3. Washington is an incredible case of self improvement as he had little to no formal education but was self taught through books and experience. Washington is a story of self construction. Washington was also a physical specimen – taller than 6′ with almost comically large hands and feet, athletic, graceful and a good dancer
  4. Washington’s first job was as a land surveyor and this would influence his future love of land and land speculation
  5. Already by the age of 22 Washington had distinguished himself militarily and politically but a skirmish with the French almost ruined his reputation. However, he acted bravely and his reputation was soon restored. He learned early on the effectiveness of guerrilla type warfare that the Native Americans fought. Washington had to learn to mask his ambition as he too often butted heads with more senior leaders. He often felt slighted by the British military traditions and was sometimes passed for deserving promotions
  6. Early on Washington decided it was of utmost importance to have a loyal and well trained army. He was able to take a ragtag group and instill some training and order into this already courageous group. He came to love his men and through his leadership and courage on the battlefield, his men came to love him too – was able to get the most out of his men 
  7. Washington married Martha Dandridge Custis, a short, wealthy widow with a warm, even temperament. She had two children, Jackie and Patsy, who Washington adopted. The oldest son, Jackie, was a jet setter and ignored the education Washington so badly wanted as a youth. Patsy died young and caused her parents much grief but it gave Washington a sizable inheritance which helped a lot with his large debt and to expand Mt. Vernon. He had no children of his own
  8. Washington was strict but relatively fair and humane with his slaves
  9. Washington was extremely prompt and believed a judicious and efficient use of time was a sure path to success
  10. The Tea Party was a seminal moment as it furthered the colonists’ aversion to taxation without representation. Washington, having been out of the military since his glory days of the French and Indian War, took an important political position at this time and much frustration with the British began bubbling over in him and advocated a petition of British goods and perhaps even military action. Washington was soon elected to the First Continental Congress. He was soon after unanimously elected to be the commander in chief of the continental army once it was assembled. His wealth and self command made him a popular choice. His ragtag army from every corner of the colonies was difficult to unite and train but they showed more courage and will than any other army. There were many other obstacles too such as lack of gunpowder, fewer fit men than he had anticipated and much more. His self command was vital at this time in order to keep his men optimistic even though he knew how dismal the situation looked. Secrecy and deception were key tools he used throughout the war. Washington saw the war as a struggle of good vs evil and urged his men to treat POW humanely and to be a model citizen for all the colonies. Creating a draft was not politically possible at this time and Washington eventually decided to bar slaves from serving but free blacks were allowed in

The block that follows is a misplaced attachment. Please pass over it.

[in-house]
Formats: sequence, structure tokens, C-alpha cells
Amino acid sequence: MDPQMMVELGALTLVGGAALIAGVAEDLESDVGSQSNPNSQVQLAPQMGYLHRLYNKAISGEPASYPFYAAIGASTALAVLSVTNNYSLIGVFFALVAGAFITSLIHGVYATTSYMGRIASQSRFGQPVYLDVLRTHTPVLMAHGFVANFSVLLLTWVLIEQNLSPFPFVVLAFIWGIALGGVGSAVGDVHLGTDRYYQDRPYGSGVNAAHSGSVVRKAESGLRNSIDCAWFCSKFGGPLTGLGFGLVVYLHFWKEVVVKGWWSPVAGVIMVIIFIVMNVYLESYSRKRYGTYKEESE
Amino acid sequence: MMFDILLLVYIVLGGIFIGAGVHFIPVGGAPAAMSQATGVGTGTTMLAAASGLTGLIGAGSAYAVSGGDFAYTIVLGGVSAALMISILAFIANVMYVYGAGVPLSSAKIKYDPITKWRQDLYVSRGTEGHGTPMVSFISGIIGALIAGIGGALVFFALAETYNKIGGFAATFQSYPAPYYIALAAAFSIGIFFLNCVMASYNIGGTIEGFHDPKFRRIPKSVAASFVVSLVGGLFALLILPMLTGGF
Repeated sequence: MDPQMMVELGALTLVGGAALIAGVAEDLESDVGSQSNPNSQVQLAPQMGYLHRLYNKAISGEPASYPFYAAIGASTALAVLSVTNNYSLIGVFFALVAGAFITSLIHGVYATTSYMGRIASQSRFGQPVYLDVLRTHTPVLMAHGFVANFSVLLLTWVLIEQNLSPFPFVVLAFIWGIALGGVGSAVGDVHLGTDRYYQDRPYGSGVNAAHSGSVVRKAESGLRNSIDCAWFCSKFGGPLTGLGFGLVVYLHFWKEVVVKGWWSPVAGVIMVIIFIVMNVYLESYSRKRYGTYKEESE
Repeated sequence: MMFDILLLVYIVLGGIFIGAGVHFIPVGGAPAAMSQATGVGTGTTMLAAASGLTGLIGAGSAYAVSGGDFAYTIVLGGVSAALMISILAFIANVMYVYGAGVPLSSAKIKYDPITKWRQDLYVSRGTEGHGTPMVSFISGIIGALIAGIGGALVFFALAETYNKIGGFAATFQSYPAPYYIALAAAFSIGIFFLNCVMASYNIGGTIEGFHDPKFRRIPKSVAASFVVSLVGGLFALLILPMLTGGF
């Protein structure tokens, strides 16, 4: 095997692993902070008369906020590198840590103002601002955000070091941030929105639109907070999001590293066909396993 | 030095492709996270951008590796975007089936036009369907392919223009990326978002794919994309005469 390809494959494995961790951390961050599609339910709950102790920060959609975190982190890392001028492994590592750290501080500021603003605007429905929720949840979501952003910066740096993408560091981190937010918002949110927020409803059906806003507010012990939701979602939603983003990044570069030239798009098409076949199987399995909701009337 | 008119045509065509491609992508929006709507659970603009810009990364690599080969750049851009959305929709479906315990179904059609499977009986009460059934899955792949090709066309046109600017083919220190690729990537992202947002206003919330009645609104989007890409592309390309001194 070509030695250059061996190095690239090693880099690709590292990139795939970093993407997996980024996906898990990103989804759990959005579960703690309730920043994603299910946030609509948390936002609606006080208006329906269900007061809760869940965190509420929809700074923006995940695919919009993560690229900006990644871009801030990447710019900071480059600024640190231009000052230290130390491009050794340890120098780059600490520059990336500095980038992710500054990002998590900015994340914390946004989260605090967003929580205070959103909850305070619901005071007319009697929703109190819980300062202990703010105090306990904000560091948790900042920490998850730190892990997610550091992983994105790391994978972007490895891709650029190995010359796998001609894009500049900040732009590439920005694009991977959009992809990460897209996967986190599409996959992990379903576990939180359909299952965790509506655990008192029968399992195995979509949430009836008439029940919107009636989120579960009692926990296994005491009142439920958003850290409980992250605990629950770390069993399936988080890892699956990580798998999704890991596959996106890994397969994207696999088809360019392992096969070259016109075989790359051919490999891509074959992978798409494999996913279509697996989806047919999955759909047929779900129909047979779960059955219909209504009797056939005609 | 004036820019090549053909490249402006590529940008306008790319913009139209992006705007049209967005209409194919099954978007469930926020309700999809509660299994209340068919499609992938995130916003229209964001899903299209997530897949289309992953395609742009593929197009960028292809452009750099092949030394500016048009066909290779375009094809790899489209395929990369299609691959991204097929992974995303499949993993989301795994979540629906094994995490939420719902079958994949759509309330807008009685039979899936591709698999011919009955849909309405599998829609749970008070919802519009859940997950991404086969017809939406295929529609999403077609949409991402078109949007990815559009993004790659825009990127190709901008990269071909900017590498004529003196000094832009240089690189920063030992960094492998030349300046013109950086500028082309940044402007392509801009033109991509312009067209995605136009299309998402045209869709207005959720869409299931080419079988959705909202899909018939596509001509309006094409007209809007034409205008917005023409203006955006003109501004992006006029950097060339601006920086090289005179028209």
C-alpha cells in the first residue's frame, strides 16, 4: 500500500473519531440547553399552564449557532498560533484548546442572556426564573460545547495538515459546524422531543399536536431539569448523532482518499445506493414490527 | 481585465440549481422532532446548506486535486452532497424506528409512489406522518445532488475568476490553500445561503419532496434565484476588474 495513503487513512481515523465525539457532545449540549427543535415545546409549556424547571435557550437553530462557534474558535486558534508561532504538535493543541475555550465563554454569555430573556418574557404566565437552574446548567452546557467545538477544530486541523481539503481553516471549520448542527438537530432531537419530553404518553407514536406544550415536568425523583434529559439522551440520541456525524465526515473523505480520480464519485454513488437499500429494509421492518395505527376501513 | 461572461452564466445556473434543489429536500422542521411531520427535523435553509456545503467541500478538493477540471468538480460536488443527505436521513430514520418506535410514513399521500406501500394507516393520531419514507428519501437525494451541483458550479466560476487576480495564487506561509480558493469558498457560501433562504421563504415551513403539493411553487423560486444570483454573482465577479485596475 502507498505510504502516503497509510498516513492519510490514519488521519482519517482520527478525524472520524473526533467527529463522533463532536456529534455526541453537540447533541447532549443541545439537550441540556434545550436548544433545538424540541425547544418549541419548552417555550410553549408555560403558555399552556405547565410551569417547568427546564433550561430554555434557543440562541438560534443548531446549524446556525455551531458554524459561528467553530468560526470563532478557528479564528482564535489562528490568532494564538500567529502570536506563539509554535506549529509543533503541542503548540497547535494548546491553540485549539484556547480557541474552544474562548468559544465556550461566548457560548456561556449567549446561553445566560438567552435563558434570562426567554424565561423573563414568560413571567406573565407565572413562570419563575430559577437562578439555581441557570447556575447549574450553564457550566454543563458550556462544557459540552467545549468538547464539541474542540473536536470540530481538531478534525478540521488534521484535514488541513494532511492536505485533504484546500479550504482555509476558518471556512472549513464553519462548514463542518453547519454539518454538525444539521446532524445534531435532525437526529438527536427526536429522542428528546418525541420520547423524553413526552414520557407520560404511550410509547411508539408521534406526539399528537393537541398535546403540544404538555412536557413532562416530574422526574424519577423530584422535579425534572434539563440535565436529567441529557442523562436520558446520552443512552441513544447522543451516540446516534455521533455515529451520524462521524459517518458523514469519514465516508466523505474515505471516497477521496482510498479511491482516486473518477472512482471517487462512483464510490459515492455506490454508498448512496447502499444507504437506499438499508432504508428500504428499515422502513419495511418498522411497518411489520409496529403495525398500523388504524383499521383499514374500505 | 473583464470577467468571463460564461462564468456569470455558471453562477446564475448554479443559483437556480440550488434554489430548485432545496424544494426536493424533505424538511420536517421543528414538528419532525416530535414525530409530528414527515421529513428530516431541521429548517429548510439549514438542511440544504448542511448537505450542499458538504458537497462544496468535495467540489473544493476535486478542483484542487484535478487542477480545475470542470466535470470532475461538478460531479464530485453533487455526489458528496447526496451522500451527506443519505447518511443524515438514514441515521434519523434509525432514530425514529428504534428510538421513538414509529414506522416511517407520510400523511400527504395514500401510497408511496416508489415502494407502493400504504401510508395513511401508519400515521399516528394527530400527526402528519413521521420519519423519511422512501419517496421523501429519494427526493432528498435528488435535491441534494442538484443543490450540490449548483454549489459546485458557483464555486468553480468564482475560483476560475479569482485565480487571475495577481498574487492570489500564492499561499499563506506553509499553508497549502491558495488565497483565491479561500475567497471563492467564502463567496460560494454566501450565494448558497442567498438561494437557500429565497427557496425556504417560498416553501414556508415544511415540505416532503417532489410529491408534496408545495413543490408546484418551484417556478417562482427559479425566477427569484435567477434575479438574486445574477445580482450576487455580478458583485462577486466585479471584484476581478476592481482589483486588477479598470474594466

11. Washington was careful but a bit unorthodox in his selection of high ranking generals. General Greene had almost no military experience and General Knox was very overweight. Washington bucked his aristocratic streak and gave promising men the opportunity to rise and learn although they didn’t seem to have the credentials. Nearly all the men he chose performed admirably. Washington excelled as a leader because he was able to select the men he saw as most able and then get the most out of them. After the war, Washington assembled one of the most impressive and effect cabinet members in history, notably Hamilton as Secretary of Treasury and Jefferson as Secretary of State
  12. Thomas Paine’s Common Sense energized a demoralized American army and the populace for American independence
  13. Washington was able to win back Boston from the British by setting up cannons in the middle of the night and scaring the British. This was a great victory with no deaths and Washington was praised the country over
  14. The American army were getting beat early but Washington pulled some military magic and got some much needed victories at Trenton and Princeton. Washington portrayed a mystique and energy which won him over the admiration and respect of every man under his command
  15. Hamilton was very young when he became Washington’s aide de camp and helped extensively with any written correspondence. They made a great team but their very different personalities often clashed
  16. Horatio Gates rose through the military ranks and while he won several important battles, he butted heads with Washington as he tried to blacken his name and remove him from his position as general
  17. Marquis de Lafayette became Washington’s protege and one of the key commanders of the American Revolution. Baron Von Steuben introduced order and uniformity across the army
  18. It is to Washington’s credit that he studied England’s weaknesses but also her strengths in order to determine what practices to exploit and which to emulate. With Hamilton’s influence, Washington established the national debt and national bank